The manager of a top investment fund discusses how individuals can make a killing in the market through research and investment techniques that confound conventional market wisdom.
one up on wall street
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More than one million copies have been sold of this seminal book on investing in which legendary mutual-fund manager Peter Lynch explains the advantages that average investors have over professionals and how they can use these advantages to achieve financial success. America’s most successful money manager tells how average investors can beat the pros by using what they know. According to Lynch, investment opportunities are everywhere. From the supermarket to the workplace, we encounter products and services all day long. By paying attention to the best ones, we can find companies in which to invest before the professional analysts discover them. When investors get in early, they can find the “tenbaggers,” the stocks that appreciate tenfold from the initial investment. A few tenbaggers will turn an average stock portfolio into a star performer. Lynch offers easy-to-follow advice for sorting out the long shots from the no-shots by reviewing a company’s financial statements and knowing which numbers really count. He offers guidelines for investing in cyclical, turnaround, and fast-growing companies. As long as you invest for the long term, Lynch says, your portfolio can reward you. This timeless advice has made One Up on Wall Street a #1 bestseller and a classic book of investment know-how.
One Up on Wall Street: How to Use What You Already Know to Make Money in the Market (1989) guides fledgling investors through the process of how to pick stocks and build a winning investment portfolio. Author and investor Peter Lynch, with the help of author John Rothchild, explains that investors do not have to work at high-profile finance firms to be successful... Purchase this in-depth summary to learn more.
Legendary money manager Peter Lynch explains his own strategies for investing and offers advice for how to pick stocks and mutual funds to assemble a successful investment portfolio. Develop a Winning Investment Strategy—with Expert Advice from “The Nation’s #1 Money Manager.” Peter Lynch’s “invest in what you know” strategy has made him a household name with investors both big and small. An important key to investing, Lynch says, is to remember that stocks are not lottery tickets. There’s a company behind every stock and a reason companies—and their stocks—perform the way they do. In this book, Peter Lynch shows you how you can become an expert in a company and how you can build a profitable investment portfolio, based on your own experience and insights and on straightforward do-it-yourself research. In Beating the Street, Lynch for the first time explains how to devise a mutual fund strategy, shows his step-by-step strategies for picking stock, and describes how the individual investor can improve his or her investment performance to rival that of the experts. There’s no reason the individual investor can’t match wits with the experts, and this book will show you how.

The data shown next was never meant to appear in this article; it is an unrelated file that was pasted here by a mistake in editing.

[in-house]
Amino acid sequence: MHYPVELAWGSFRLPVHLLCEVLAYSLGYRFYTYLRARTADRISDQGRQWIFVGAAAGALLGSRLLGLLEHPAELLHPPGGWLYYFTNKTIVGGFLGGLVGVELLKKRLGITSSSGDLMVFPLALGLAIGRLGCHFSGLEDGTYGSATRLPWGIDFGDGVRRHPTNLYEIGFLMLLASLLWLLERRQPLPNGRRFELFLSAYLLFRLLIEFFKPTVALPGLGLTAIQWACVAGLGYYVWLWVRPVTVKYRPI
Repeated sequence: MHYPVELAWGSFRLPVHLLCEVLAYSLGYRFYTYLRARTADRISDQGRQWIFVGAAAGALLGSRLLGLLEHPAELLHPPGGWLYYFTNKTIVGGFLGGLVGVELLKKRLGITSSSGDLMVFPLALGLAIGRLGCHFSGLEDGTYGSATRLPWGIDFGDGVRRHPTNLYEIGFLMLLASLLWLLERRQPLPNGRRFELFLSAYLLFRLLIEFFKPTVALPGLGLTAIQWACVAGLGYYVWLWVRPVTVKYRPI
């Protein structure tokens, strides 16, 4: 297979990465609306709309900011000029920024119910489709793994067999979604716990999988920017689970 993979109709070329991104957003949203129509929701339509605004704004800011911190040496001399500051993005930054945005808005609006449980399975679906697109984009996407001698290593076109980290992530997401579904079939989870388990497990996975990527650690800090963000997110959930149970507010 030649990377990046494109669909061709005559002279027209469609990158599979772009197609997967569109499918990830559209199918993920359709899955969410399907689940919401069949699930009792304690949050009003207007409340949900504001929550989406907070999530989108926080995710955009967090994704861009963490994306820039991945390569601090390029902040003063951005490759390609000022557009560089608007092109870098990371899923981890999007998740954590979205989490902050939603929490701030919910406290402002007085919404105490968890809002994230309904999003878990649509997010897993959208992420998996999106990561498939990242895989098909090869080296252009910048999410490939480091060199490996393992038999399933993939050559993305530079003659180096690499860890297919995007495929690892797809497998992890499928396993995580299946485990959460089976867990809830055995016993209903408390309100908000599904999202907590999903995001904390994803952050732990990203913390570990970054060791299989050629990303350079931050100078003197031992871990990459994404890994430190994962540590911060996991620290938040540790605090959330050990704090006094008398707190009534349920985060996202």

Mutual-fund superstar Peter Lynch and author John Rothchild explain the basic principles of the stock market and business in an investing guide that will enlighten and entertain anyone who is high-school age or older. Many investors, including some with substantial portfolios, have only the sketchiest idea of how the stock market works. The reason, say Lynch and Rothchild, is that the basics of investing—the fundamentals of our economic system and what they have to do with the stock market—aren’t taught in school. At a time when individuals have to make important decisions about saving for college and 401(k) retirement funds, this failure to provide a basic education in investing can have tragic consequences. For those who know what to look for, investment opportunities are everywhere. The average high-school student is familiar with Nike, Reebok, McDonald’s, the Gap, and the Body Shop. Nearly every teenager in America drinks Coke or Pepsi, but only a very few own shares in either company or even understand how to buy them. Every student studies American history, but few realize that our country was settled by European colonists financed by public companies in England and Holland—and the basic principles behind public companies haven’t changed in more than three hundred years. In Learn to Earn, Lynch and Rothchild explain in a style accessible to anyone who is high-school age or older how to read a stock table in the daily newspaper, how to understand a company annual report, and why everyone should pay attention to the stock market. They explain not only how to invest, but also how to think like an investor.